As he began a nine-day trip to the Asia-Pacific region Friday, President Obama was aiming to reassure jittery U.S. allies and emerging nations that they have another avenue to prosperity at a time when an increasingly aggressive China is extending its sphere of influence.
At each stop — a pair of regional summits in Honolulu and in Bali, Indonesia, bookending a visit to Australia to highlight a military alliance — Obama is expected to send a clear signal that the United States is a “Pacific power,” eager to help build economic success and security in the fast-developing region.
In doing so, the president will make it clear the Chinese must “follow the rules of the road,” as one administration official put it this week.
High on the list of U.S. priorities is getting commitments from China to enact more flexible currency rate standards to help balance trade; respect intellectual property rights; and adopt a less aggressive military posture in the disputed South China Sea.
For their part, the Chinese are concerned about a budding trade pact between the United States and eight other nations, and they will be closely monitoring Obama’s visit next week to an Australian military base.
Since last year, China has fed the worries of its neighbors with a string of aggressive diplomatic and military moves, including attention-grabbing confrontations in the South China Sea, which is believed to hold valuable oil and minerals and is heavily used for commercial shipping.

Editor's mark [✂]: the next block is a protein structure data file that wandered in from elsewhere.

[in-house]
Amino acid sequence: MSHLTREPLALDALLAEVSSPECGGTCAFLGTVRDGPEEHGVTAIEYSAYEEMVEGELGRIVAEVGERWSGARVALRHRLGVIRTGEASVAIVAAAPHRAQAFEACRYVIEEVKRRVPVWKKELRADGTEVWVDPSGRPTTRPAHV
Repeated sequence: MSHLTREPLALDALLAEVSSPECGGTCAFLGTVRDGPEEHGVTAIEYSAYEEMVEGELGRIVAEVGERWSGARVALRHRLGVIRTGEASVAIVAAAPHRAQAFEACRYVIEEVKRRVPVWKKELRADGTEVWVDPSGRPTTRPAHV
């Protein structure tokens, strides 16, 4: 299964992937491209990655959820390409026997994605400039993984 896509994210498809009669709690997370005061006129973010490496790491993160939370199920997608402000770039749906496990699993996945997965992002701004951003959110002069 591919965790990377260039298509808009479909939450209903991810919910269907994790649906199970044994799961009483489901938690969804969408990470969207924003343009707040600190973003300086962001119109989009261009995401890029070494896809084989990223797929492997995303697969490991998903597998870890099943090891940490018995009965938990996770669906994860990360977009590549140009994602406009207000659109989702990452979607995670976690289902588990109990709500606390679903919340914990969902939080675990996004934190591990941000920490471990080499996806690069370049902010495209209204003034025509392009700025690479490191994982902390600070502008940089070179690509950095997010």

The area has been in dispute for decades, with various portions claimed by Vietnam, the Philippines, Malaysia, Brunei and Taiwan. China has made the largest claim, on a U-shaped section that covers almost the entire region.
China’s increasing willingness to throw its weight around has put other countries on edge and spurred them to solicit U.S. assistance. Even Burma, also known as Myanmar, appears to be hedging against the rise of its longtime ally, releasing political prisoners in a bid to appeal to the West.
Danny Russel, senior director for Asia on the National Security Council, said that at the East Asia Summit in Bali next week, the United States and other participating nations, including China, will seek consensus on “international norms and law — freedom of navigation, the right to unimpeded legitimate commerce” and “collaborative efforts to avoid the accidental conflict or miscalculation . . . that could lead to a spike in tensions.”
Small signs of the U.S.-China rivalry for influence emerged even before Obama’s departure from Washington. When U.S. officials said this week that they hoped to ramp up talks on trade and green jobs growth with emerging nations at the Asia-Pacific Economic Cooperation summit in Honolulu, Beijing quickly criticized the agenda as too ambitious.
U.S. expectations are “too high” and “beyond the reach” of many developing Asian nations, Assistant Foreign Minister Wu Hailong told reporters.
Obama’s trip is part of the administration’sevolving foreign policy vision. Officials have pointed to the winding down of wars in Afghanistan and Iraq and said that now is the time to pivot toward the Asia-Pacific region.